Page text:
Aquarius (Let the Sunshine In)
Despite audiences slowly being weened off four-on-the-flour dance acts from the late 2000s, New York’s nu-disco crowd keeps pumping out Studio 54 worthy jams faster than blow went out of style in, well, Studio 54. These days, The Rapture is clinging to Barry Gibb-like sentimentality, while The Phenomenal Handclap Band, with Form and Control, maintain a funky, soulful sound reminiscent of Quincey Jones-era post-disco. Some tracks also flirt with baroque pop and other ’60s staples.
“The Following” is a bass-driven stomper with just enough vocoder to keep listeners from mistaking it for an early Moving Units track. All the late-’70s disco elements are there: light Latin percussion, simple vocal melodies and psychedelic overtones nodding to the era’s funk roots. It’s almost as if The Phenomenal Handclap Band have the disco formula down, but not in a cut-and-paste, uber-emulated way. It’s definitely period music with modern influences worn on the performers’ sleeves. Tracks like “Shake,” “Form & Control” and “Afterglow” definitely rely heavily on the progressive-funk and sunshine pop sound of The 5th Dimension. They’re not exactly selections from the rock opera Hair, but the freakout mentality is definitely something that could’ve been on MGMT’s Congratulations.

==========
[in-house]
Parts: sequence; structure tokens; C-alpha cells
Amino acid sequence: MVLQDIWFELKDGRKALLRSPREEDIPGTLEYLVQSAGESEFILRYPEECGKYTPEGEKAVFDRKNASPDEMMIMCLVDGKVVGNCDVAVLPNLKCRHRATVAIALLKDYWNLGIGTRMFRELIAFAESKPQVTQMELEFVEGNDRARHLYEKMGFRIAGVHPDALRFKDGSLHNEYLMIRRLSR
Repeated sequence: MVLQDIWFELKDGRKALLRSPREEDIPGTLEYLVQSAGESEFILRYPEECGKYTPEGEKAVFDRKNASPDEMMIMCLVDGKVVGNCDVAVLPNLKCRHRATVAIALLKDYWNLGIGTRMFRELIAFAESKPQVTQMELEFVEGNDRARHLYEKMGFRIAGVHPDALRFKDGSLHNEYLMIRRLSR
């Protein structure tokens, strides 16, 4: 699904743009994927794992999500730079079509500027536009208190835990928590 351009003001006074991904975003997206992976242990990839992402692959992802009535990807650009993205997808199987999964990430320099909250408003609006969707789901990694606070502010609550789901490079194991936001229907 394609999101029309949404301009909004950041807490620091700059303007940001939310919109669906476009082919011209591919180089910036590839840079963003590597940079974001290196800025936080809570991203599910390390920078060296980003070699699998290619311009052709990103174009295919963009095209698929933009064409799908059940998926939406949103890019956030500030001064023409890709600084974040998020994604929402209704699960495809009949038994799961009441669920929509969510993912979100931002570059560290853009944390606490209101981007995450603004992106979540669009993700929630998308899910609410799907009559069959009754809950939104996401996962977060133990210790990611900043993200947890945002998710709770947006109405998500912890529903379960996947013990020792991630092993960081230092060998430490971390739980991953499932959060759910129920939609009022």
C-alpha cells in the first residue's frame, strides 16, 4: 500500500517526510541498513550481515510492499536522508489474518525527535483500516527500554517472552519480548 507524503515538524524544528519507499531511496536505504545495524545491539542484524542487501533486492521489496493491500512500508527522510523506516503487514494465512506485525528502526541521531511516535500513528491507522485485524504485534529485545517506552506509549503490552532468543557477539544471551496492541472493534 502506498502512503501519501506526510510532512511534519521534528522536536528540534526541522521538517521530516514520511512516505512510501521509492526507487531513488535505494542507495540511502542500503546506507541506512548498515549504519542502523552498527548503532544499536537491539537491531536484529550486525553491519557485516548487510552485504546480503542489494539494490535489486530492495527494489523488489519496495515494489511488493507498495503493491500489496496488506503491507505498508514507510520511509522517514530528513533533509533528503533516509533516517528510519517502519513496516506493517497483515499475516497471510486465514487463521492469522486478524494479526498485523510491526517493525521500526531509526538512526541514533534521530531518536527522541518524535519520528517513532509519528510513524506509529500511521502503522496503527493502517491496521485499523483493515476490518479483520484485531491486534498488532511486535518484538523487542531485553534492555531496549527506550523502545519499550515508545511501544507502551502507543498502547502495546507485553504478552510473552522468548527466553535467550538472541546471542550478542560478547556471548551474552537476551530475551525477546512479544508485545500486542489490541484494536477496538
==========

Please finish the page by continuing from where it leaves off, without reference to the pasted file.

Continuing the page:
Form & Control, as a whole, shouldn’t just be passed off as retro homage. The sounds, melodies and instrumentation are unquestionably authentic, but there’s something uniquely powerful and modern creeping between the the record’s dry spots. Maybe it’s the presence of fun and excitement in the four-minute tracks that make them sound less-contrived – more aware of what the band wants to play now.